Paradigm Initiative Premieres ‘FOCUS’, Short Film On Digital Rights And Inclusion

TECHDIGEST – Social enterprise Paradigm Initiative (PIN), known for building an ICT-enabled support system and advocating digital rights to improve livelihoods for under-served youth, is premiering its second high definition short film – FOCUS, a short film showcasing the state of digital rights and inclusion across Africa, at Film House Cinema, Lekki in the presence of diplomatic representatives, stakeholder, media and movie lovers.

PIN works to connect underserved young Africans with digital opportunities and ensures protection of their rights. Across Africa, they work to connect African youth with improved livelihoods through their digital inclusion and digital rights programmes.

Directed by Tolulope Ajayi, Focus is a short film drawn from PIN’s 2020 annual digital rights and inclusion report dubbed Londa. The report depicts the state of digital rights and inclusion in 20 African

PIN monitors the environment, documents violations, and reports on the state of digital rights and inclusion in Africa annually. Londa is a title of Zulu origin calling for action to protect or defend. The annual report is an advocacy tool for engaging with different stakeholders in the reported countries, serves as a yardstick for measuring performance, and provides critical recommendations for improving the digital space.

PIN Chief Operating Officer, Nnenna Paul Ugochukwu said: “Focus is an exploratory way used by PIN to best impact the society through storytelling while spotlighting key issues plaguing the digital rights and inclusion ecosystems. With this short film we hope to inspire change and bring about radical thinking and adjustment.”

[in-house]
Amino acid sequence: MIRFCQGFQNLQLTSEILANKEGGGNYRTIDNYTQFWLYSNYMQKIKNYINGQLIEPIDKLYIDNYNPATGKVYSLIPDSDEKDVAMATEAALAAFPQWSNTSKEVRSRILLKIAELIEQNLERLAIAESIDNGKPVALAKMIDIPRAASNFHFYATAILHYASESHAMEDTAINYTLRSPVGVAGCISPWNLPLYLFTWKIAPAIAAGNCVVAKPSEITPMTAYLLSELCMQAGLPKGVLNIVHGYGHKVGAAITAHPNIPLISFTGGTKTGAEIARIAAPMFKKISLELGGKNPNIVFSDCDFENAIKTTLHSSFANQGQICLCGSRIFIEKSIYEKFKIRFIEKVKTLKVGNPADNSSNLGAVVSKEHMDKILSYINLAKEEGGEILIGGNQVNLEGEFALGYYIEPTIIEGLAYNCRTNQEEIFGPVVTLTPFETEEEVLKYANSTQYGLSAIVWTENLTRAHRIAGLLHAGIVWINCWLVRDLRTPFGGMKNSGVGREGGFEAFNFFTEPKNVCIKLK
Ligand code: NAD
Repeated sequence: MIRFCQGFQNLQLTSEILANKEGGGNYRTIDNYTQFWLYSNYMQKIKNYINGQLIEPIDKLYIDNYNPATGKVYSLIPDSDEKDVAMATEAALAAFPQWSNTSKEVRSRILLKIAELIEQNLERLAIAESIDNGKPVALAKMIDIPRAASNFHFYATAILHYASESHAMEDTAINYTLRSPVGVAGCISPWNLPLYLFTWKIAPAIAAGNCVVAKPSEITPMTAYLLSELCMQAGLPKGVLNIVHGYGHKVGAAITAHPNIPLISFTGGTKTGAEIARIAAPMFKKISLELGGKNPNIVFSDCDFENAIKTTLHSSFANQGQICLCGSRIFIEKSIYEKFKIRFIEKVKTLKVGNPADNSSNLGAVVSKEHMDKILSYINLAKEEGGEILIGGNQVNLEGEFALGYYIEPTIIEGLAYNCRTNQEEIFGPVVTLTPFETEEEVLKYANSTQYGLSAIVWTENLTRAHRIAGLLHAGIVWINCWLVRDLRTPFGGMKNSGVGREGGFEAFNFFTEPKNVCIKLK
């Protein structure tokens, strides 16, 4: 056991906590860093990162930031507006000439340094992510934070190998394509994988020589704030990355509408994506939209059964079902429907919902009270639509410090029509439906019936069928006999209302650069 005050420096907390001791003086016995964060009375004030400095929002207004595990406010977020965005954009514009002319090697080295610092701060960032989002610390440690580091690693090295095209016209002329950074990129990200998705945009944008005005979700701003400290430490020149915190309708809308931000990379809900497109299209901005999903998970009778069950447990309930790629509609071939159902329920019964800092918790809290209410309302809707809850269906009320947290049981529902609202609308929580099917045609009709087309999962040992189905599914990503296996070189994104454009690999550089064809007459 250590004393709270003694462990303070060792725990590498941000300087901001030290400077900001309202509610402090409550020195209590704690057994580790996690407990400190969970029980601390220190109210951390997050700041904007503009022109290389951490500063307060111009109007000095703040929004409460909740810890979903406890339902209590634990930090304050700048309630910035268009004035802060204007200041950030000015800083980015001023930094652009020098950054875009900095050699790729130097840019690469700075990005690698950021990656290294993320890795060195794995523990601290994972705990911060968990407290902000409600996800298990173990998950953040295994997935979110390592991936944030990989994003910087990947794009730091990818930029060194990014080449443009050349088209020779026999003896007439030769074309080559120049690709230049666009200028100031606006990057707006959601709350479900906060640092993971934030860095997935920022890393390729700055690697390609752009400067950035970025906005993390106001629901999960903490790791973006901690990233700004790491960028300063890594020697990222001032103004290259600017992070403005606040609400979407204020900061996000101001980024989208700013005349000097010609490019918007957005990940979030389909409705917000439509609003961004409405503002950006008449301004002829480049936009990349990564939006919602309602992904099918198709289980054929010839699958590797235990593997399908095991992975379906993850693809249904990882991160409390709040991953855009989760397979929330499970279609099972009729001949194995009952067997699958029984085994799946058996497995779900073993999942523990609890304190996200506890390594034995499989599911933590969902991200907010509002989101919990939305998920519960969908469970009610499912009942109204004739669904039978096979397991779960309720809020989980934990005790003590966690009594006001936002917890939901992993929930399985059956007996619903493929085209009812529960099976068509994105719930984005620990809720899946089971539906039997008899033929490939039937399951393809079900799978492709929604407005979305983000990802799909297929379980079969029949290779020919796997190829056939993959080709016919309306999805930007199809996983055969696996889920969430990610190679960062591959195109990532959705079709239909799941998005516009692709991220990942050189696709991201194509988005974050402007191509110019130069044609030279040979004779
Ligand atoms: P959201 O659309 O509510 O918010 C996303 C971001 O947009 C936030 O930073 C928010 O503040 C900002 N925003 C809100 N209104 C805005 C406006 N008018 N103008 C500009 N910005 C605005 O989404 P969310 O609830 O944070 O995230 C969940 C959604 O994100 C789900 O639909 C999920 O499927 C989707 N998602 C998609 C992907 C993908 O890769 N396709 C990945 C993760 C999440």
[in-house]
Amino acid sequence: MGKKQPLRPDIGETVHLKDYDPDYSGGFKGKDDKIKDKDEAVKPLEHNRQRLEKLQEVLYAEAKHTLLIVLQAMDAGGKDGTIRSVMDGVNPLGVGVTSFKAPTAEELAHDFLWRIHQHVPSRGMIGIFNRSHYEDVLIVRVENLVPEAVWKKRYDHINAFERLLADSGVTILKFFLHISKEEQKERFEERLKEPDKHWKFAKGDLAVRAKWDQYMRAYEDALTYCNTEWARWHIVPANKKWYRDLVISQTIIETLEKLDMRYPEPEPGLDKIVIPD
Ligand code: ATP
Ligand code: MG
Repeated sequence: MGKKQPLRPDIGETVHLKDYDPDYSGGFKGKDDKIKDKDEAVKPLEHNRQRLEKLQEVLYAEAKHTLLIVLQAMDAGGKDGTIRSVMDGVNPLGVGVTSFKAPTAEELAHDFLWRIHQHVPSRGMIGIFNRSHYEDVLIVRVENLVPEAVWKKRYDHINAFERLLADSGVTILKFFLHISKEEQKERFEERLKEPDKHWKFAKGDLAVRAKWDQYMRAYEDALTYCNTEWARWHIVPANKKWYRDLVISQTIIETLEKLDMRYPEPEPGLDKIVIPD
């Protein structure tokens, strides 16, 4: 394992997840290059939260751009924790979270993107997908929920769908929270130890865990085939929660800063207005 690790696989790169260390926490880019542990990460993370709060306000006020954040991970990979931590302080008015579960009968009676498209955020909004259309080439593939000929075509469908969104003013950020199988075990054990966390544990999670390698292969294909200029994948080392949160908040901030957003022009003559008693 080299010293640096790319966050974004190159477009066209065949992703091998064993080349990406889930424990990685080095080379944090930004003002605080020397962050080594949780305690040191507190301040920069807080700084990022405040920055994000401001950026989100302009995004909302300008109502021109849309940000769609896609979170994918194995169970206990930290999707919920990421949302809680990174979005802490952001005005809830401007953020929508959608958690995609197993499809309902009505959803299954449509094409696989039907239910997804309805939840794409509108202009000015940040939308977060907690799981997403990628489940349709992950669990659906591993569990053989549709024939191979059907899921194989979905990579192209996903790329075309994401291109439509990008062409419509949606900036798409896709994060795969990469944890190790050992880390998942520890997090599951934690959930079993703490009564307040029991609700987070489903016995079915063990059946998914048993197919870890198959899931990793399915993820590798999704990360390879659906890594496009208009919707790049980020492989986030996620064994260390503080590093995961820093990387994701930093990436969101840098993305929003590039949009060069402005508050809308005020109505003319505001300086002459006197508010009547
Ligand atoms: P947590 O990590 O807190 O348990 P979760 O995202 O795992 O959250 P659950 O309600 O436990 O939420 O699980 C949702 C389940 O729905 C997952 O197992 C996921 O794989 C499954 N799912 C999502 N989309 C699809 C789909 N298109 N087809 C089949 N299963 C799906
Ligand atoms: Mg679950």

Through the digital rights and inclusion community, meaningful strides in some African Countries are being taken to bridge the digital divide. The report also acknowledges the positive developments in the environment.

The 2021 consolidated Londa edition analyses the state of digital rights and inclusion on the continent, examines violations and gaps, investigates the use and application of policy and legislation, highlights milestones, and proffers recommendations for improving the digital landscape in Africa.

This edition captures among other issues, the digital divide worsened by the COVID-19 pandemic and unearths infractions on different thematic areas such as privacy, access to information, and freedom of expression with the legislative and policy background well enunciated.


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